Dave Hall and Carlo Raffo

    Chapter 14: Using research to foster inclusion and equity within the context of New Labour education reforms

    Mel Ainscow, Alan Dyson, Sue Goldrick and Kirstin Kerr

    Chapter 15: Debating New Labour Education Policy

    John Smyth and Helen Gunter

    Chapter 16: Reflections on Reform: Perspectives and challenges

    Chris Chapman and Helen M Gunter



    Dr Christopher Chapman is a Reader in Educational Leadership and School Improvement in the School of Education at the University of Manchester.

    Professor Helen Gunter is Chair of Educational Policy, Leadership and Management in the School of Education at the University of Manchester.

    Review 1

    This book will contain all new material and it is focussed on an issue that is relevant, current and contestable. The work will be founded on a rich body of evidence drawn from an extensive research program. It will be a welcome addition to the field that ought to be "de rigeur" reading for policy makers, leaders and students of policy in England and internationally.

    The scholarship is likely to be high quality. I am familiar with the work of Christopher Chapman and his scholarship is exemplary. The contributing authors are well respected in the field.

    Review 2

    I would judge the scholarship to be on a range from excellent to adequate. The proposal is for an edited book and there is bound to be some variation in experience but given the editors these should be confined to the range indicated.

    The conceptual frame for this proposal is good. The aims and rationale are strong and clear.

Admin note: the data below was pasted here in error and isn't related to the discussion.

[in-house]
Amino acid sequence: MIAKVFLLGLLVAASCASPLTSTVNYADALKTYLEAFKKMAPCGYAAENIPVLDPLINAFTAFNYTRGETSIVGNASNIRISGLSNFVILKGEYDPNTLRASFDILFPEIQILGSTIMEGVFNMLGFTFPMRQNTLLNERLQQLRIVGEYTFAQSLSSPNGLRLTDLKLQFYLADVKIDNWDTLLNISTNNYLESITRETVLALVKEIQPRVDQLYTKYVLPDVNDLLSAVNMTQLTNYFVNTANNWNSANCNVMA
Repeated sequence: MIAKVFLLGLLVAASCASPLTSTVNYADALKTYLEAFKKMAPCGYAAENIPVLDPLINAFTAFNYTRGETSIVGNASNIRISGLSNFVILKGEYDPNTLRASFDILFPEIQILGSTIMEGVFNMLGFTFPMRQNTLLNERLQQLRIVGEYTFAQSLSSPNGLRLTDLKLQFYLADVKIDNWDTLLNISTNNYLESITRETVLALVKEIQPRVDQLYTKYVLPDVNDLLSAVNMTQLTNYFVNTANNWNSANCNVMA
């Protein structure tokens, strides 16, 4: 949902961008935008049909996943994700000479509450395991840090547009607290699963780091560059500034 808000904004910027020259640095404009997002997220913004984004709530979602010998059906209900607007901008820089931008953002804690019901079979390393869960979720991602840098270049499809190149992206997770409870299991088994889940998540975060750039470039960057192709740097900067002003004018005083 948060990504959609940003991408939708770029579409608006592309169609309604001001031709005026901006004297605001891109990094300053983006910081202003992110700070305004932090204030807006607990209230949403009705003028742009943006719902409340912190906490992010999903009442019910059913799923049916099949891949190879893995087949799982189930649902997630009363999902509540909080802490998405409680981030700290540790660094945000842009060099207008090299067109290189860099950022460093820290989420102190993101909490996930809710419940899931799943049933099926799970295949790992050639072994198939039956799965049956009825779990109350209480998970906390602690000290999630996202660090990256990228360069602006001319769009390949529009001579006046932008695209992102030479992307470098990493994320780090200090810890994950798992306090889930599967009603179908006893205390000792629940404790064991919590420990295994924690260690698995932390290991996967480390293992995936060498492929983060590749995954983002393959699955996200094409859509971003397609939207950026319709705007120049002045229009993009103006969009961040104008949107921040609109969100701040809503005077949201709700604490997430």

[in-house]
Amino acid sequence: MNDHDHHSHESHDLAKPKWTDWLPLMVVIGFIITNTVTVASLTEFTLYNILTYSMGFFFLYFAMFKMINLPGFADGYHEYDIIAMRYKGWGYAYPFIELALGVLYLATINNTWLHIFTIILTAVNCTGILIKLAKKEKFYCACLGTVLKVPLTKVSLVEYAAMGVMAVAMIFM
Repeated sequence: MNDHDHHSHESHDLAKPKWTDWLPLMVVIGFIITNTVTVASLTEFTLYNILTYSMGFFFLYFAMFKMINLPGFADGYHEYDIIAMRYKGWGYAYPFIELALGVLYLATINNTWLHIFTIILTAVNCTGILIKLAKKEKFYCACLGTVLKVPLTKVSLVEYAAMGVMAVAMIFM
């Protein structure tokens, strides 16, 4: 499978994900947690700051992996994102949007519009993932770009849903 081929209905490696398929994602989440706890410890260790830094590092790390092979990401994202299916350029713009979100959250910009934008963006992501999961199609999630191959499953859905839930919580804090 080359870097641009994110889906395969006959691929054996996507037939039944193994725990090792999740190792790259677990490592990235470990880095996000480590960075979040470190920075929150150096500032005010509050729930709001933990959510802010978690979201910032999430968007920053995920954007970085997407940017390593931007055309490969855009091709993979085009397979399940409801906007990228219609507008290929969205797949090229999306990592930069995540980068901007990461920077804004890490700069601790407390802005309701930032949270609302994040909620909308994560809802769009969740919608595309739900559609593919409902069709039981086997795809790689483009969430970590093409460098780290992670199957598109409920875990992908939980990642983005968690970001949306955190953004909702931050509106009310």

This book is likely to be bought by participants on masters and advanced courses of professional study, as well as by other academics.

    Review 3

    The international relevance of examining educational policy in the UK is explained well in the proposal, but it does not come across clearly in the individual chapter outlines. It will be important for contributors to address international implications of UK education reforms. A lot of international readers will still be concerned with the impact of decentralisation and the challenges presented by devolution of financial responsibility. I wonder if aspects of this could be included? The introductory chapter would be the best place, but that chapter seems over full already.

    The two international contributors, Andy Hargreaves and John Smyth do not seem to be adding very much although they have enormous potential to do so. Would it be better if they wrote separate chapters rather than being partnered by one of the editors? For example the opening chapter which is ostensibly written with Andy Hargreaves contains a lot of different things including the introduction of the rest of the book. Could the editors consider separating out the practical aspects of stating aims and purpose and outlining the structure of the book and leave Andy Hargreaves to author the first substantive chapter setting the international tone for the rest of the book? The final chapter is probably easier to co-author. Presumably Helen as editor will be drawing out major themes and learning and John Smyth will comment on them.

    [The above comments have all been addressed in the final cut – AC]